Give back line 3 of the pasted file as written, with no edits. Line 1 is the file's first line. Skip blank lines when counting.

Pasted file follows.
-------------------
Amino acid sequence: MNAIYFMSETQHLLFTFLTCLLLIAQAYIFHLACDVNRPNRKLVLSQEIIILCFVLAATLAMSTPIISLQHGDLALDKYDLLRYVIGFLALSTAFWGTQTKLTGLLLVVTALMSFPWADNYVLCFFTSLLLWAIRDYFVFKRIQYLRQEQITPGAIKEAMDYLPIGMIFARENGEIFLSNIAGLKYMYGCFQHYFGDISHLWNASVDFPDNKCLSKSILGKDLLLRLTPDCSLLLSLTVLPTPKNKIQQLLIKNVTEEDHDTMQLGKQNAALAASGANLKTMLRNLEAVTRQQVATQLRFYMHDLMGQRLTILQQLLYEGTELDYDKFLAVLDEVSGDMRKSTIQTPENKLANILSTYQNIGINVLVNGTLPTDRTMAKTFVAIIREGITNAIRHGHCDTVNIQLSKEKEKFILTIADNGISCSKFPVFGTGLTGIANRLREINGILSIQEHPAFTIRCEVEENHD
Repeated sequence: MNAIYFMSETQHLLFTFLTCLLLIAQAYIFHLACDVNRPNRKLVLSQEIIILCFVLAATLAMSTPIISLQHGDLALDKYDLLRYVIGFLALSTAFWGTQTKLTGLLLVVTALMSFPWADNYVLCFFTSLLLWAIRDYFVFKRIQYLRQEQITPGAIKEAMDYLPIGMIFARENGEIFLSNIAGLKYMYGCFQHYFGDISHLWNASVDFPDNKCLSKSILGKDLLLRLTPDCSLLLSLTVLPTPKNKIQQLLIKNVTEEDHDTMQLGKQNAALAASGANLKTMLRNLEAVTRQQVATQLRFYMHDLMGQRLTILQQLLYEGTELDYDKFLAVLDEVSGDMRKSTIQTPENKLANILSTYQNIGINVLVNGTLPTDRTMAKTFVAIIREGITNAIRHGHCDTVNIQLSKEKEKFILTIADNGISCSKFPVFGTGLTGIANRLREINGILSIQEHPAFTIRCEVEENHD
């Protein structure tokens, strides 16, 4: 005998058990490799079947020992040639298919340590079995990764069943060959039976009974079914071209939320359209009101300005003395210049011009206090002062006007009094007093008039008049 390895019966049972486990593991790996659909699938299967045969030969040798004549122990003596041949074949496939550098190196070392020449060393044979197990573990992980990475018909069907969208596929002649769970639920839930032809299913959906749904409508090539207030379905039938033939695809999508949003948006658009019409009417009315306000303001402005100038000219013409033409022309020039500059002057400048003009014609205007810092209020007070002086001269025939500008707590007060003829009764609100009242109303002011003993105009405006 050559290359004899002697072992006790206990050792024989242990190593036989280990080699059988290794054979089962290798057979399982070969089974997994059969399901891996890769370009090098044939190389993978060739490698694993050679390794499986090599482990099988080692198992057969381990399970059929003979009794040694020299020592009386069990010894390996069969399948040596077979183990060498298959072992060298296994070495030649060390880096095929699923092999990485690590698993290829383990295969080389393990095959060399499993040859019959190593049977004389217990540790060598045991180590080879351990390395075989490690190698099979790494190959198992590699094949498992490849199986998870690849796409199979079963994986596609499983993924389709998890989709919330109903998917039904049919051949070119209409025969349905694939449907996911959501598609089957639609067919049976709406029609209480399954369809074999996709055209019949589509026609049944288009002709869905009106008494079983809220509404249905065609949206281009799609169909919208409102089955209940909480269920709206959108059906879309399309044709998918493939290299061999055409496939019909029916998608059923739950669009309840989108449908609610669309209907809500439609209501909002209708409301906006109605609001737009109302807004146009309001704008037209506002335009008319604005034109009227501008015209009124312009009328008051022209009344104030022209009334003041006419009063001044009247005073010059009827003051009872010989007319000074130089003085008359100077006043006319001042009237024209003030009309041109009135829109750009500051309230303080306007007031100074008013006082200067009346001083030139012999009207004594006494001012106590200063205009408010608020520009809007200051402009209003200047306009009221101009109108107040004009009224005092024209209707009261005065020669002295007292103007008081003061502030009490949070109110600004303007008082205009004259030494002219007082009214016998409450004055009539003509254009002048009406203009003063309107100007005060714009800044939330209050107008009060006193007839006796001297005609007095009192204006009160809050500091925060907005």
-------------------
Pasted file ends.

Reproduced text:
């Protein structure tokens, strides 16, 4: 005998058990490799079947020992040639298919340590079995990764069943060959039976009974079914071209939320359209009101300005003395210049011009206090002062006007009094007093008039008049 390895019966049972486990593991790996659909699938299967045969030969040798004549122990003596041949074949496939550098190196070392020449060393044979197990573990992980990475018909069907969208596929002649769970639920839930032809299913959906749904409508090539207030379905039938033939695809999508949003948006658009019409009417009315306000303001402005100038000219013409033409022309020039500059002057400048003009014609205007810092209020007070002086001269025939500008707590007060003829009764609100009242109303002011003993105009405006 050559290359004899002697072992006790206990050792024989242990190593036989280990080699059988290794054979089962290798057979399982070969089974997994059969399901891996890769370009090098044939190389993978060739490698694993050679390794499986090599482990099988080692198992057969381990399970059929003979009794040694020299020592009386069990010894390996069969399948040596077979183990060498298959072992060298296994070495030649060390880096095929699923092999990485690590698993290829383990295969080389393990095959060399499993040859019959190593049977004389217990540790060598045991180590080879351990390395075989490690190698099979790494190959198992590699094949498992490849199986998870690849796409199979079963994986596609499983993924389709998890989709919330109903998917039904049919051949070119209409025969349905694939449907996911959501598609089957639609067919049976709406029609209480399954369809074999996709055209019949589509026609049944288009002709869905009106008494079983809220509404249905065609949206281009799609169909919208409102089955209940909480269920709206959108059906879309399309044709998918493939290299061999055409496939019909029916998608059923739950669009309840989108449908609610669309209907809500439609209501909002209708409301906006109605609001737009109302807004146009309001704008037209506002335009008319604005034109009227501008015209009124312009009328008051022209009344104030022209009334003041006419009063001044009247005073010059009827003051009872010989007319000074130089003085008359100077006043006319001042009237024209003030009309041109009135829109750009500051309230303080306007007031100074008013006082200067009346001083030139012999009207004594006494001012106590200063205009408010608020520009809007200051402009209003200047306009009221101009109108107040004009009224005092024209209707009261005065020669002295007292103007008081003061502030009490949070109110600004303007008082205009004259030494002219007082009214016998409450004055009539003509254009002048009406203009003063309107100007005060714009800044939330209050107008009060006193007839006796001297005609007095009192204006009160809050500091925060907005």